Pravastatin alleviates interleukin 1β-induced cartilage degradation by restoring impaired autophagy associated with MAPK pathway inhibition

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Osteoarthritis (OA) is a chronic degenerative joint disease characterized by cartilage degradation driven by proinflammatory cytokines; meanwhile, statins display anti-inflammatory effects. Here we assessed the effects of pravastatin on inflammatory rat chondrocytes and explored the underlying mechanism.


Rat articular chondrocytes were pretreated with pravastatin and subsequently stimulated with IL-1β. Then, the expression levels of OA- and autophagy-related effectors, at the mRNA and protein levels, were examined by real-time polymerase chain reaction (RT-PCR) and Western blotting, respectively. Autophagic flux in chondrocytes in different treatment groups was monitored via GFP-mRFP-LC3 adenovirus transfection and confocal microscopy. Activation of MAPK, PI3K/Akt, and NF-κB pathways in chondrocytes with or without pravastatin treatment during IL-1β stimulation was examined by Western blotting.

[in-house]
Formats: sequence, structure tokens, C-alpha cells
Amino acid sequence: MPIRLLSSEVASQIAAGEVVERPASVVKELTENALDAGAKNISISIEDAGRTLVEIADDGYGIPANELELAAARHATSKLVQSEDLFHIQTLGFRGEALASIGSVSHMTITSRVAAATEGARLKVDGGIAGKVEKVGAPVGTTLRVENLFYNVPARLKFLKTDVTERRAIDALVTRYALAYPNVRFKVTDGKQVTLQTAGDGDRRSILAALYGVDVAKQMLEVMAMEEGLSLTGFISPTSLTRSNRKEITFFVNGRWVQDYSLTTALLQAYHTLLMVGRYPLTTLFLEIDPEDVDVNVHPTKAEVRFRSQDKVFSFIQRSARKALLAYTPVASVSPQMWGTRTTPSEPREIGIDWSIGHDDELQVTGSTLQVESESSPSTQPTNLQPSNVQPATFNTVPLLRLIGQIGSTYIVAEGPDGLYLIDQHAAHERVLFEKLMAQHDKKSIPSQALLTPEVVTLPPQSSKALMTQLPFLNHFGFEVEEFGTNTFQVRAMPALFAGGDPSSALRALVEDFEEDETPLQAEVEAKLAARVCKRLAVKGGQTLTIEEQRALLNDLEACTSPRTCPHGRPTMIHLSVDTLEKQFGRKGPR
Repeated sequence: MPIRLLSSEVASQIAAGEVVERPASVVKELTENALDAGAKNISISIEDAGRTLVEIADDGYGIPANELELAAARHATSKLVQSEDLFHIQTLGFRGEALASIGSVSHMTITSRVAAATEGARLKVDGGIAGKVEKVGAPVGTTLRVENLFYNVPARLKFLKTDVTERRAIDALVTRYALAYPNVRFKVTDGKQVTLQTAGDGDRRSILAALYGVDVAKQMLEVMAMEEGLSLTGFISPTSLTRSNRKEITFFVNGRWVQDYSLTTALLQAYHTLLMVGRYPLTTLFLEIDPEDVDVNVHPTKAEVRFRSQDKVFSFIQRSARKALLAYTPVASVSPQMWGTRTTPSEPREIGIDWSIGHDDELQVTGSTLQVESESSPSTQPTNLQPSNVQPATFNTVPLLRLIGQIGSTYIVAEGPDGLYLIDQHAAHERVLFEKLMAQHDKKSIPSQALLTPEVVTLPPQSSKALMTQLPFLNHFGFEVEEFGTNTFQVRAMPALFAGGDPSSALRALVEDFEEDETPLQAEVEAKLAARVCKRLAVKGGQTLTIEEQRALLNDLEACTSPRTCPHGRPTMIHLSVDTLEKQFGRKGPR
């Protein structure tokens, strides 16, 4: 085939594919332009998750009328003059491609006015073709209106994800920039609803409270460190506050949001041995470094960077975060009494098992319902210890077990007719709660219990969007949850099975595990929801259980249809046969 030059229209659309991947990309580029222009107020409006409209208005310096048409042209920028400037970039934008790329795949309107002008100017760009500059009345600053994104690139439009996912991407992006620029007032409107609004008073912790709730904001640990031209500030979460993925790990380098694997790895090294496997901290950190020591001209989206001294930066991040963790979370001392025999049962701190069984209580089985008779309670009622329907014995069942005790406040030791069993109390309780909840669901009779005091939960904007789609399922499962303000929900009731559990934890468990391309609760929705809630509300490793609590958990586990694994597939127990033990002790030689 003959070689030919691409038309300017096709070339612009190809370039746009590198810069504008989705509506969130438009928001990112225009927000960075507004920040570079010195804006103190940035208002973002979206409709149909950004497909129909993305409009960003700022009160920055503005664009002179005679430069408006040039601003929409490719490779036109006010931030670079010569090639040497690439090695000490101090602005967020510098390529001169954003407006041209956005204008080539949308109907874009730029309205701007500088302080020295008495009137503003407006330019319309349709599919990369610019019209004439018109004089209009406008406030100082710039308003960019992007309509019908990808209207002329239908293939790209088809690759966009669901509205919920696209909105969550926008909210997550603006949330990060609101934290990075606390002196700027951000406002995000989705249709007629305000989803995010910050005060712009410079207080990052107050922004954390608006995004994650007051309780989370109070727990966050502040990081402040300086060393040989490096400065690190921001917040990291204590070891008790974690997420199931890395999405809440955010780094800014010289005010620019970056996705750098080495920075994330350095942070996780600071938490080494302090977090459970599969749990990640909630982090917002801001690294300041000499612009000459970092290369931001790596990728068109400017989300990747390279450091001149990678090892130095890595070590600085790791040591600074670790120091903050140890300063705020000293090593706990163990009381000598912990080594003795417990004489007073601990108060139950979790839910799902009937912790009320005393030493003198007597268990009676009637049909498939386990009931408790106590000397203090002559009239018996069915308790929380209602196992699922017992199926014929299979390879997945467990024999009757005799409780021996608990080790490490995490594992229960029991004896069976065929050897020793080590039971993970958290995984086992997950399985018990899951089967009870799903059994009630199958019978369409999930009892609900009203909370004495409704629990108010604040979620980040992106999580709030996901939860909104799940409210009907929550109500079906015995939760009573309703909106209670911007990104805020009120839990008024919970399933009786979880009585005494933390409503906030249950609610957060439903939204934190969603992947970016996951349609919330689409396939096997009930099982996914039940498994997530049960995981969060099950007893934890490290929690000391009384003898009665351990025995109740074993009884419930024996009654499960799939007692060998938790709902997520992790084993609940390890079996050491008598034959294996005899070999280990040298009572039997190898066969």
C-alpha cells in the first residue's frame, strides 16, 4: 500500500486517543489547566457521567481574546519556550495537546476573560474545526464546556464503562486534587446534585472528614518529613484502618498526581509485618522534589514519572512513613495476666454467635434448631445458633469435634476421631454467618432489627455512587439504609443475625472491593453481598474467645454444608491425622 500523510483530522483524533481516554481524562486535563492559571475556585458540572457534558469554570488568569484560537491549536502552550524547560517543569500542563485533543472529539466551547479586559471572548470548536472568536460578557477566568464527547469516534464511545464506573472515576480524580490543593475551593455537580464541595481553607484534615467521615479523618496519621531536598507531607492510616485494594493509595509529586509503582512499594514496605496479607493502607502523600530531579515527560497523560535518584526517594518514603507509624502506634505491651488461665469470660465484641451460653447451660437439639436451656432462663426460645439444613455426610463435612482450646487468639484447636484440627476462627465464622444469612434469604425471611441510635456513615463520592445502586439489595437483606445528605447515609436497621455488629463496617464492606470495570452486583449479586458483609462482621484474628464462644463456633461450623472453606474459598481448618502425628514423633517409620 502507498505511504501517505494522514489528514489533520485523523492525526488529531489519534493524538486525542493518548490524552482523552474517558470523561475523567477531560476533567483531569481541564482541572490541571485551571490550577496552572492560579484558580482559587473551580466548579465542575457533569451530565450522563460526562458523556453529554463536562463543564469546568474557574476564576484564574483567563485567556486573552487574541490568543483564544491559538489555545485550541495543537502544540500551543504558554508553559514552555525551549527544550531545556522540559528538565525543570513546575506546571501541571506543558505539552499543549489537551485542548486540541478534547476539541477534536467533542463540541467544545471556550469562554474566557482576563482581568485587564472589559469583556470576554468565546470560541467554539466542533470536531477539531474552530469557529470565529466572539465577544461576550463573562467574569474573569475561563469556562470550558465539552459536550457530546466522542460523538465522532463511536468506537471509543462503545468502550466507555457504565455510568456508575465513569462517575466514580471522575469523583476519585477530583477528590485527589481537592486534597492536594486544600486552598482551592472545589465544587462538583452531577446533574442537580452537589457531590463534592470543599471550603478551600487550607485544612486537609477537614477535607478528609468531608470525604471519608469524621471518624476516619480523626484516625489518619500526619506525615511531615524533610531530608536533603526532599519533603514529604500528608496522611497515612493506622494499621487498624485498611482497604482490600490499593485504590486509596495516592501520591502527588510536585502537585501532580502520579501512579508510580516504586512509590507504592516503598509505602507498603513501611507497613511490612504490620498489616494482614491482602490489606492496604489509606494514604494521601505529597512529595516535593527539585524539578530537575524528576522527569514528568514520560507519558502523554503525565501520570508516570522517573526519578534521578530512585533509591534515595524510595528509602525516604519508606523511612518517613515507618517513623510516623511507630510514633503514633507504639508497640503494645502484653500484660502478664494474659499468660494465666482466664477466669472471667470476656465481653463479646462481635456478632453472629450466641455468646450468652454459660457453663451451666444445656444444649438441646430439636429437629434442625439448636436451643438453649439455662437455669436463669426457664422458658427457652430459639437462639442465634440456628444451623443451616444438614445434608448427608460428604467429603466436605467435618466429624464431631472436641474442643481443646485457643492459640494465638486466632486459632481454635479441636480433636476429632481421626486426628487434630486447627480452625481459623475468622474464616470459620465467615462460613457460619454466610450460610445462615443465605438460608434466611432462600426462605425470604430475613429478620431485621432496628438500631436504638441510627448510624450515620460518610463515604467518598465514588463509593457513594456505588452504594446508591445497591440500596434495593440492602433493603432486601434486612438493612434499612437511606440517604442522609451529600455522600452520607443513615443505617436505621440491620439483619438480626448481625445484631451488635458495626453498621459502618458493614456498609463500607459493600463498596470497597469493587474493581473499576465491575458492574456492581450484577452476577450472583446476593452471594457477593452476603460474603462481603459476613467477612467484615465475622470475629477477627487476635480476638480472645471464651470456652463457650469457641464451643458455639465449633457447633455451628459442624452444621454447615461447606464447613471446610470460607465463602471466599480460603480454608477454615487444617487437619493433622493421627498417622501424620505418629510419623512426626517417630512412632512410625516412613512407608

Our results showed that pravastatin downregulated the degradation related genes MMP3, MMP13 and ADAMTS5, as well as extracellular matrix degeneration induced by IL-1β. In addition, pravastatin upregulated the autophagy related genes atg7, atg12, Beclin1, and LC3 II in IL-1β stimulated chondrocytes. GFP-mRFP-LC3 adenovirus transfection also indicated that pravastatin restored impaired autophagy in OA chondrocytes. Furthermore, we demonstrated that regulation of the MAPK signaling pathway may be responsible for autophagy regulation in the articular cartilage.


Taken together, these findings suggested that pravastatin restores impaired autophagic flux by inhibiting MAPK activation and protects the cartilage against inflammatory responses, suggesting a potential role for autophagic flux in pravastatin-mediated cartilage protection.

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